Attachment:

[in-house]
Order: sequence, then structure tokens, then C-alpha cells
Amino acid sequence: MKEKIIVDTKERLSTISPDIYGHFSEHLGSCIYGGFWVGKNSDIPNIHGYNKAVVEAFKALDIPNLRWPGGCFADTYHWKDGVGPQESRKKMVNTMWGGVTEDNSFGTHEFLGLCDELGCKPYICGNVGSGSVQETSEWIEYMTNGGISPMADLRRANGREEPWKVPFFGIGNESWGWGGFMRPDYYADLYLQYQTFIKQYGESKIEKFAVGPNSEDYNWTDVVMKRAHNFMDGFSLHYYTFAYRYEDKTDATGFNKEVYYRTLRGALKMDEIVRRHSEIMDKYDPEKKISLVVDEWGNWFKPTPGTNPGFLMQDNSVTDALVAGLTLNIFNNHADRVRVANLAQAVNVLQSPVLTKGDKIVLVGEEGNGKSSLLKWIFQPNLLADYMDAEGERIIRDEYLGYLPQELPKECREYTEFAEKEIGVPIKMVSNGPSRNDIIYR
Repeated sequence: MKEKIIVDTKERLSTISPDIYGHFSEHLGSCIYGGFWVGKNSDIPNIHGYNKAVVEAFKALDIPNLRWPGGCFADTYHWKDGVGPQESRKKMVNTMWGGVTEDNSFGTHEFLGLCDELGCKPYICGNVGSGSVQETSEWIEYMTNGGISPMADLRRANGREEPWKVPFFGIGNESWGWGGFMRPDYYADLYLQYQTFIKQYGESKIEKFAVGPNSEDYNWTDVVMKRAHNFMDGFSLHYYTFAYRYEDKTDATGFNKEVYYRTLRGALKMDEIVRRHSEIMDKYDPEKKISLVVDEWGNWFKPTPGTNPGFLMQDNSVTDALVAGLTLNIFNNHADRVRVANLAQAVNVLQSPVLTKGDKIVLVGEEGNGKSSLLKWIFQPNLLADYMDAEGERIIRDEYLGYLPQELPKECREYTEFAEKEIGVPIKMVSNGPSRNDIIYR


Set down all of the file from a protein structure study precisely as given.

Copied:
[in-house]
Order: sequence, then structure tokens, then C-alpha cells
Amino acid sequence: MKEKIIVDTKERLSTISPDIYGHFSEHLGSCIYGGFWVGKNSDIPNIHGYNKAVVEAFKALDIPNLRWPGGCFADTYHWKDGVGPQESRKKMVNTMWGGVTEDNSFGTHEFLGLCDELGCKPYICGNVGSGSVQETSEWIEYMTNGGISPMADLRRANGREEPWKVPFFGIGNESWGWGGFMRPDYYADLYLQYQTFIKQYGESKIEKFAVGPNSEDYNWTDVVMKRAHNFMDGFSLHYYTFAYRYEDKTDATGFNKEVYYRTLRGALKMDEIVRRHSEIMDKYDPEKKISLVVDEWGNWFKPTPGTNPGFLMQDNSVTDALVAGLTLNIFNNHADRVRVANLAQAVNVLQSPVLTKGDKIVLVGEEGNGKSSLLKWIFQPNLLADYMDAEGERIIRDEYLGYLPQELPKECREYTEFAEKEIGVPIKMVSNGPSRNDIIYR
Repeated sequence: MKEKIIVDTKERLSTISPDIYGHFSEHLGSCIYGGFWVGKNSDIPNIHGYNKAVVEAFKALDIPNLRWPGGCFADTYHWKDGVGPQESRKKMVNTMWGGVTEDNSFGTHEFLGLCDELGCKPYICGNVGSGSVQETSEWIEYMTNGGISPMADLRRANGREEPWKVPFFGIGNESWGWGGFMRPDYYADLYLQYQTFIKQYGESKIEKFAVGPNSEDYNWTDVVMKRAHNFMDGFSLHYYTFAYRYEDKTDATGFNKEVYYRTLRGALKMDEIVRRHSEIMDKYDPEKKISLVVDEWGNWFKPTPGTNPGFLMQDNSVTDALVAGLTLNIFNNHADRVRVANLAQAVNVLQSPVLTKGDKIVLVGEEGNGKSSLLKWIFQPNLLADYMDAEGERIIRDEYLGYLPQELPKECREYTEFAEKEIGVPIKMVSNGPSRNDIIYR